But he was back in the spotlight yesterday, when Quinlan’s $2.8m art collection came under the hammer at Christie’s through Ireland’s National Asset Management Agency (NAMA), in an attempt to claw back some of the hundreds of millions of euros that were lost when Quinlan’s over-leveraged empire went spectacularly bust.
The Capitalist didn’t bid for any of the 11 artworks in the sale of 20th Century British and Irish Art – prices started at £40,000 – but others raised their hands enthusiastically, with Still Life Variation 2 by Irish master William Scott going for £385,250.
The London sale in St James’s followed a sale of two of Quinlan’s paintings on 9 November in New York, where Dollar Sign by Andy Warhol went for $782,500 (£497,357) and Robert Motherwell’s Arches Cover raised $74,500 (£47,352).
In total, says The Capitalist’s man at the auction, Quinlan’s art assets fetched £1.65m – a fraction of the $42.7bn (£27.1bn) of mortgage loans Anglo Irish Bank is stuck with following Ireland’s precipitous housing crash, but a start nonetheless….
HIS SISTER Helena Bonham-Carter famously “grew” a full face of facial hair to play a monkey in the film Planet of the Apes. And, ten years later, her brother Edward, chief executive of Jupiter Asset Management, is doing his best to follow suit as part of 53 members of his firm’s fundraising efforts for Movember.
Bonham-Carter and his razor-challenged team – which includes John Chatfeild-Roberts, Philip Johnson and star performers Philip Ehrmann and Anthony Nutt – are currently second in Movember’s UK league table, with £17,000 raised for prostate cancer.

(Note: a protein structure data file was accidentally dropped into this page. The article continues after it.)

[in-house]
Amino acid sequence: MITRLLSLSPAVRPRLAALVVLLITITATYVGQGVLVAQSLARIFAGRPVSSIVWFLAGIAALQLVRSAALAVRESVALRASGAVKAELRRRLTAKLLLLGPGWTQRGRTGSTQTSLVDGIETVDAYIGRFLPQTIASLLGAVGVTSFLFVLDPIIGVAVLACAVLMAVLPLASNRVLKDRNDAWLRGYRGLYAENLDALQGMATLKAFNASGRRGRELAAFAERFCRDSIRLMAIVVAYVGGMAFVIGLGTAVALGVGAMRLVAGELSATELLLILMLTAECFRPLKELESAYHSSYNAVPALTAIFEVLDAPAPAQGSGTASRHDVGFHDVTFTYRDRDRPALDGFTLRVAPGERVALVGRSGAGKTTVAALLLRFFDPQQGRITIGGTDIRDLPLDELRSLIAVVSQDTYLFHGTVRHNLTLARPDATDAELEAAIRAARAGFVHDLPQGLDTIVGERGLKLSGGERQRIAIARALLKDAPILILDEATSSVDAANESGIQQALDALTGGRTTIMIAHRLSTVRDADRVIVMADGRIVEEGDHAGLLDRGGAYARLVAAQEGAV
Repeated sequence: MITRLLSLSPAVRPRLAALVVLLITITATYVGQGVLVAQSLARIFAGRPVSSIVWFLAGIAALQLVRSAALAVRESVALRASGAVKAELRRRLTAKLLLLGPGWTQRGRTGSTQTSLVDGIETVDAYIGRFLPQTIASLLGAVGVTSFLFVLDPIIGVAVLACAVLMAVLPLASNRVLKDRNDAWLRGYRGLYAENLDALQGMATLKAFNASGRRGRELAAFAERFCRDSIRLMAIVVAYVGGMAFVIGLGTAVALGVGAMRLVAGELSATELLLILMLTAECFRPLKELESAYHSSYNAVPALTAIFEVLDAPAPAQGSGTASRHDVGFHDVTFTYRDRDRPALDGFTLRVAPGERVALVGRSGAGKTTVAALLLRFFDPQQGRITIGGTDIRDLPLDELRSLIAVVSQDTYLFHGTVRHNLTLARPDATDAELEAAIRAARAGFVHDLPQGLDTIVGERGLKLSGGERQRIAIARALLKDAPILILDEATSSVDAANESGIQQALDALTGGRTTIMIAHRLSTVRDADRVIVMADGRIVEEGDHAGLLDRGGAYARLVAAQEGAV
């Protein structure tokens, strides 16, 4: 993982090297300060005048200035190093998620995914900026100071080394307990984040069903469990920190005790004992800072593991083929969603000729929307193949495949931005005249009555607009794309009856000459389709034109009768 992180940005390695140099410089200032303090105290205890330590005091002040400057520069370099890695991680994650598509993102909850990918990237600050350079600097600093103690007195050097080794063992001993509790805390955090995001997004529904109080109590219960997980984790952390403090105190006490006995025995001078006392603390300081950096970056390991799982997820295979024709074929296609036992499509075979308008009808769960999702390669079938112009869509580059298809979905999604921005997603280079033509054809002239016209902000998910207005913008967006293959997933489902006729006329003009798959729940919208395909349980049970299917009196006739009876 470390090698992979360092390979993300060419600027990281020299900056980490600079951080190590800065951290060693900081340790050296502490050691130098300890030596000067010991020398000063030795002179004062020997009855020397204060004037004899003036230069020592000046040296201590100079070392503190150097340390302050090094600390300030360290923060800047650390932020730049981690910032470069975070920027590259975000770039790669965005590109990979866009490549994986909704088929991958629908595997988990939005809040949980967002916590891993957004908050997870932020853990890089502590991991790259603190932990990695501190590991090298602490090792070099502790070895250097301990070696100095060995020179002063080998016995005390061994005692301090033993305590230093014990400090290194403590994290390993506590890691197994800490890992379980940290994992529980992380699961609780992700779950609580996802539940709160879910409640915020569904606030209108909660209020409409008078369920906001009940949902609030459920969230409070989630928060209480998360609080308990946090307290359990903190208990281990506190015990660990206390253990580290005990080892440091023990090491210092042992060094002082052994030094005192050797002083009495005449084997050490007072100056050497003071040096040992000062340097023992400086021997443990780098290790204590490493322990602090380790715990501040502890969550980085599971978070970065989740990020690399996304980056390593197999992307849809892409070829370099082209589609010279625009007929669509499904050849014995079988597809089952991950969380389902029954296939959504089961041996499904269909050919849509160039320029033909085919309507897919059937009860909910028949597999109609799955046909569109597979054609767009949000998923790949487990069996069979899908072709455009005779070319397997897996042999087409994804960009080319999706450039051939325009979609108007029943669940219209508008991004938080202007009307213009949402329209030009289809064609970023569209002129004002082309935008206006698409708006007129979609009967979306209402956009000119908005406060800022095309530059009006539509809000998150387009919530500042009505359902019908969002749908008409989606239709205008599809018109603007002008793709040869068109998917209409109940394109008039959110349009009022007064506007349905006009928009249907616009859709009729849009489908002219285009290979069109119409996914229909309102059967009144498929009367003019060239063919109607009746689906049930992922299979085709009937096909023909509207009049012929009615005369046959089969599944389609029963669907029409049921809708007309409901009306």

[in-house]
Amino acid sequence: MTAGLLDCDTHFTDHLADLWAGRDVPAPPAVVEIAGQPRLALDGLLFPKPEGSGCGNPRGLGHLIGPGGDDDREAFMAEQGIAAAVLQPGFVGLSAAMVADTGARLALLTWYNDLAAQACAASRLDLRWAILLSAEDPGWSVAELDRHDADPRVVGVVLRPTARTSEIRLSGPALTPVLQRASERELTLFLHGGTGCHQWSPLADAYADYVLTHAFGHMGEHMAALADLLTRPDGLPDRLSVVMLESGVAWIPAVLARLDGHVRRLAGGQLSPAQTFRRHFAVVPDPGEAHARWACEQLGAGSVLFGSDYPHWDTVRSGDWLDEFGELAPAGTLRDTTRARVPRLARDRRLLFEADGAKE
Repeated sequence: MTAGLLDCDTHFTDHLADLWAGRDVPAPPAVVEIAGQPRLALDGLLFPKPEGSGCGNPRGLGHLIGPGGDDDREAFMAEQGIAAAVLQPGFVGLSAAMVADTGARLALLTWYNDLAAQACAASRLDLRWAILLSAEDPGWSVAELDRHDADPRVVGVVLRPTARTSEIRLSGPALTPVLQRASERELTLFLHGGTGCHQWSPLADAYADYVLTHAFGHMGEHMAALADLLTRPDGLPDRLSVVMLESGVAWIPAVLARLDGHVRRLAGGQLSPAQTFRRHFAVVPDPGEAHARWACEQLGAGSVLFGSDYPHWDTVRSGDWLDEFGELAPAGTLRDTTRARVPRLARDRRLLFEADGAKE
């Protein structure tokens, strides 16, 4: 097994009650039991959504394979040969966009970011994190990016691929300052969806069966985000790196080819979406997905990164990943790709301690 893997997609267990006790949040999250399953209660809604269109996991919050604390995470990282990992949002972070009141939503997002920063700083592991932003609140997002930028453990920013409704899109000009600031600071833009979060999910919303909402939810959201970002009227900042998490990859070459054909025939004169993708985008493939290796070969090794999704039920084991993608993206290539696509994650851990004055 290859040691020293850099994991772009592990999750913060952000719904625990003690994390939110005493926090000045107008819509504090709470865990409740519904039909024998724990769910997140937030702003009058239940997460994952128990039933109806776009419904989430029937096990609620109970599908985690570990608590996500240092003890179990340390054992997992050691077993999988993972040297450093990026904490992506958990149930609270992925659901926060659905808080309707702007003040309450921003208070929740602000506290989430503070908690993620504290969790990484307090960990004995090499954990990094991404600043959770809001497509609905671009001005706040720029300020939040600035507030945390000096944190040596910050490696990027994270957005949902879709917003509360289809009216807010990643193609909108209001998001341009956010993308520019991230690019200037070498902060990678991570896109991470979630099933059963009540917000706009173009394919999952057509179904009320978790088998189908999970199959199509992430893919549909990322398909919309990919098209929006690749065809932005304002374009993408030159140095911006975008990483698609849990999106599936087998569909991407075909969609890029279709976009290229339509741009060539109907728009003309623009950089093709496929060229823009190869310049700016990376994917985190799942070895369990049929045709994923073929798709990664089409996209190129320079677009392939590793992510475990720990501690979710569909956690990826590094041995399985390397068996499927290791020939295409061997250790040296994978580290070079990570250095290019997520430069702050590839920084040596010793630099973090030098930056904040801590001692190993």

Elsewhere on the leaderboard of the City’s most hirsute at the half-month point are Barclays on £10,415, Citi on £11,603 and BNP Paribas on £15,670.
TO THE PATERNOSTER Chop House, where Espirito Santo Investment Holding’s co-CEO Nick Finegold (below) was refreshing himself at the bar following the bank’s charity trading day, which raised €500,000 for the Execution Noble charitable trust.
Those of you with long memories will remember the trust was set up in 2002, a year after Finegold founded Execution, which then merged with Noble. So Execution Noble’s global COO Damien Devine was out for a few drinks, backed up by ESIH co-chief executive Luis Luna Vaz and about 100 of the bank’s clients.
“Without the clients, this wouldn’t have been possible,” said Finegold. “People think this is a Pavlovian response to tough times – it is not, we have been doing it for ten years.”
MOVE over Facebook – the City has a new social networking addiction: Tribesports, the LinkedIn for sports fans launched by ex-Mydeco entrepreneur Steve Reid.
The site was introduced by stealth this autumn with closed funding of $400,000 and remains in beta for now. But 150,000 members have already signed up in 77 countries around the world, with the top users returning over 400 times a month.
That’s four whole days certain busy professionals are spending talking to fellow “tribe members” on online forums for 360 pursuits including ultimate frisbee, martial arts and, er, bouldering. “It is becoming a bit of an addiction,” said one early adopter.
LIES, DAMN LIES...
HOLD the front page: some dazzling “insights” have landed in The Capitalist’s inbox. Apparently, revealed the hot-off-the-press survey, smart workwear is perceived as “more professional” than casual dress, while 92 per cent of respondents say poor time-keeping is “a turn off” for bosses.
As is time-wasting by inventing spurious statistics to PR your business. Workwear “specialist” Alexandra, The Capitalist is afraid that means you.
SEX IN THE CITY
OKAY, the headline’s got your attention – now read on if you are single and ideally, a male American banker with no fixed plans for celebrating Thanskgiving.
If you fit the admittedly specific bill and are able to leave the office at a reasonable hour next Thursday 24 November, then you are wanted at the Thanksgiving dinner at Le Caprice organised by Kai Akram, founder of the London Dinner Club. See http://www.londondinnerclub.org